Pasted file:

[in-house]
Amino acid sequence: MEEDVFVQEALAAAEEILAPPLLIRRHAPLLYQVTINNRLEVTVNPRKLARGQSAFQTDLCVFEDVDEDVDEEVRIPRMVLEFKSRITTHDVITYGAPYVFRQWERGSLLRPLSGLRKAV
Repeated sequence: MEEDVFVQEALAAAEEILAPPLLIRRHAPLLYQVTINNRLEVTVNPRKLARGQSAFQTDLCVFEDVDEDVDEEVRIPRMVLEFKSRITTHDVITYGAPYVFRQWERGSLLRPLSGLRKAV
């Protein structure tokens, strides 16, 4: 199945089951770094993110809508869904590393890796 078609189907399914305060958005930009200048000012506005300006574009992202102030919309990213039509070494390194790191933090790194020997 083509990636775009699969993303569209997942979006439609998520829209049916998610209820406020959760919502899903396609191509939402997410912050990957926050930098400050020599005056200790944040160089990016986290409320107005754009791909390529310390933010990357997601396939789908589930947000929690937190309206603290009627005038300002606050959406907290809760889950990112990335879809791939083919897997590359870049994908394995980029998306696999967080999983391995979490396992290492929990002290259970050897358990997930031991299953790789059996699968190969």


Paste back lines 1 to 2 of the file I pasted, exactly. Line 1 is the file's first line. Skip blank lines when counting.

[in-house]
Amino acid sequence: MEEDVFVQEALAAAEEILAPPLLIRRHAPLLYQVTINNRLEVTVNPRKLARGQSAFQTDLCVFEDVDEDVDEEVRIPRMVLEFKSRITTHDVITYGAPYVFRQWERGSLLRPLSGLRKAV